Spencer Museum of Art The University of Kansas

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Mariage à Monastir
  • Safia Farhat
    1924–2004
    born: Radès, Tunisia ; died: Tunis, Tunisia ; active: Tunisia
  • Mariage à Monastir, circa 1960
  • Where object was made: Tunisia
  • postcard
  • Object Height/Width: 6 x 4 in
  • On loan from Dr. Jessica Gerschultz
  • On view: Marshall Balcony, 404, S1
  • EL2017.119
  • Loan: Not in the Spencer's collection
Label Text
Exhibitions

Exhibition Label:
"Race, Gender, and the "Decorative" in 20th-Century African Art: Reimagining Boundaries", 11-Nov-2017
“The experience of everyday life constitutes a constant contribution to the artist’s experience.”
—Safia Farhat, La Presse, January 16, 1970
Artists across Africa and the African Diaspora sought to reconcile modernist binaries such as art/craft, high/low, and modern/traditional in various media. Two-dimensional graphic arts such as postcards, illustrations for literary journals, and postage stamps enabled artists to widely circulate such imagery. The artist group École de Tunis (Tunis School) formed in 1948 to forge a Tunisian artistic modernism collective. Its members included Jellal Ben Abdallah, whose early drawings illustrated the feminist publication Leïla in the 1930s; Ali Bellagha, who opened a gallery to elevate Tunisian arts; and Safia Farhat, the first Tunisian director of the École des Beaux-Arts in Tunis and professor of tapestry and decorative arts. The stamps and postcard on display reveal the group’s engagement with artistic heritage such as embroidered wedding costumes, spinning wool, pottery, woven fans and hats, and musical instruments. The Topeka-born artist Aaron Douglas also shaped pan-African philosophies of uplifting African and African-American art and society. Like artists of the École de Tunis, Douglas evoked African design elements to create murals and graphics. His 1926 cover illustration for the magazine Opportunity accompanied poems

Mobile App Exhibition Label:
"Race, Gender, and the "Decorative" in 20th-Century African Art: Reimagining Boundaries", 11-Nov-2017
This early 1960s postcard depicts a painting titled Mariage à Monastir by Safia Farhat. The postcard was mailed from Tunisia to Bulgaria around 1964. During this period, many Tunisian modernists such as Farhat contributed graphics and mural designs to Tunisian’s growing hotel and tourism industry. Postcards circulated images of cultural patrimony abroad.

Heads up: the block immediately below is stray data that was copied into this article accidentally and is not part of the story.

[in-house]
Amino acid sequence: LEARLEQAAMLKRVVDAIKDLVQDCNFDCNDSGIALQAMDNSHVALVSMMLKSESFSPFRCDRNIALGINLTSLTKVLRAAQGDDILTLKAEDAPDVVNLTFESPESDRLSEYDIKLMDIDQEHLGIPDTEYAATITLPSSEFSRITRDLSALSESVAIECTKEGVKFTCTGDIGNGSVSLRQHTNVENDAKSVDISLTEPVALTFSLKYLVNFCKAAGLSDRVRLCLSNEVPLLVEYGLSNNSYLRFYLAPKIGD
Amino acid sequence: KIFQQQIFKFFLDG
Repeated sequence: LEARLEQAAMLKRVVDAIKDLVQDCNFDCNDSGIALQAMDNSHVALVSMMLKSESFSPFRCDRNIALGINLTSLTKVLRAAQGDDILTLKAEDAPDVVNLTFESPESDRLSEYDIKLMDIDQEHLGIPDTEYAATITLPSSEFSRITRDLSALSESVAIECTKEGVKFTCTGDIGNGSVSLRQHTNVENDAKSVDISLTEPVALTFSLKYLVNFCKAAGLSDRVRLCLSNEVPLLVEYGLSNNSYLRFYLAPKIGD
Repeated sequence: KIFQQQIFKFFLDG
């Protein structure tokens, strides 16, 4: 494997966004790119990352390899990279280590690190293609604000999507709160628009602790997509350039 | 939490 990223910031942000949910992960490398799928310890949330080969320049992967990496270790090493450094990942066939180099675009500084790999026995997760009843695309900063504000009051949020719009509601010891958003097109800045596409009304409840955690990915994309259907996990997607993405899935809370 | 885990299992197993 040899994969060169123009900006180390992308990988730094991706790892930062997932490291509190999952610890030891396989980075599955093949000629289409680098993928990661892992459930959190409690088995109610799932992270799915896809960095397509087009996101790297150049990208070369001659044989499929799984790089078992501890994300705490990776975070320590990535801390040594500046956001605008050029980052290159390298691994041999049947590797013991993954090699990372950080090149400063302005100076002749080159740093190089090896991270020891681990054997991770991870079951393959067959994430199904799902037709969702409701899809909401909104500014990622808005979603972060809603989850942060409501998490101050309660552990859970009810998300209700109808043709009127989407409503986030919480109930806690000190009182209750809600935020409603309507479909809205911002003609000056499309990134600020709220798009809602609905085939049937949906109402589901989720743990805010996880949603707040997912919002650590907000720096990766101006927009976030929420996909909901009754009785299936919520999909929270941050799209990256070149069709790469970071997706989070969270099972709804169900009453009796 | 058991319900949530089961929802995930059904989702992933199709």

Farhat was a renowned Tunisian artist and professor. She was a member of the École de Tunis (Tunis School) and the first female and first Tunisian director of the acclaimed École des Beaux-Arts (School of Fine Arts), where she advanced women’s access to art education. Her work coincided with state-supported decorative arts programs and postcolonial state feminism of the 1950s–1960s. Farhat’s artistic and professional endeavors cultivated the representation of gender in the Tunisian art scene.

This artwork portrays a Tunisian wedding ceremony, though the location of the original painting is unknown. The bride stands, hands raised, on her platform as a presentation of her transition from girl to wife, receiving admiration and gifts from her community. Older women gaze upon the bride with approval, one with her hand to her mouth, perhaps ululating in celebration. The man wearing a red chechia hat, perhaps the father of the bride, sits in the presence of his daughter before she leaves for the home of her groom.

The henna used to mark the bride’s hands and face bring blessing and purification as she enters her new life. The henna plant is known as the Prophet Muhammad’s (pbuh) favorite plant, and is used in many ceremonies in Muslim life, including weddings and circumcisions. The bride is dressed in an embroidered gold dress, similar to the example in Ali Bellagha’s collection (see the red embroidered textile in the nearby case). She also wears wedding clogs and kholkhal, a pair of heavy wedding anklets. The bride’s hair remains loose, symbolizing her unencumbered love and fertility.

The fish, represented on the back wall, is a common Tunisian good luck talisman used to ward off bad spirits and the evil eye. It was also historically used as a fertility symbol: a bride stepped over a fish before entering into her new home.

Written by Sonya Merwin Bailey.

“The experience of everyday life constitutes a constant contribution to the artist’s experience.”
—Safia Farhat, La Presse, January 16, 1970
Artists across Africa and the African Diaspora sought to reconcile modernist binaries such as art/craft, high/low, and modern/traditional in various media. Two-dimensional graphic arts such as postcards, illustrations for literary journals, and postage stamps enabled artists to widely circulate such imagery. The artist group École de Tunis (Tunis School) formed in 1948 to forge a Tunisian artistic modernism collective. Its members included Jellal Ben Abdallah, whose early drawings illustrated the feminist publication Leïla in the 1930s; Ali Bellagha, who opened a gallery to elevate Tunisian arts; and Safia Farhat, the first Tunisian director of the École des Beaux-Arts in Tunis and professor of tapestry and decorative arts. The stamps and postcard on display reveal the group’s engagement with artistic heritage such as embroidered wedding costumes, spinning wool, pottery, woven fans and hats, and musical instruments. The Topeka-born artist Aaron Douglas also shaped pan-African philosophies of uplifting African and African-American art and society. Like artists of the École de Tunis, Douglas evoked African design elements to create murals and graphics. His 1926 cover illustration for the magazine Opportunity accompanied poems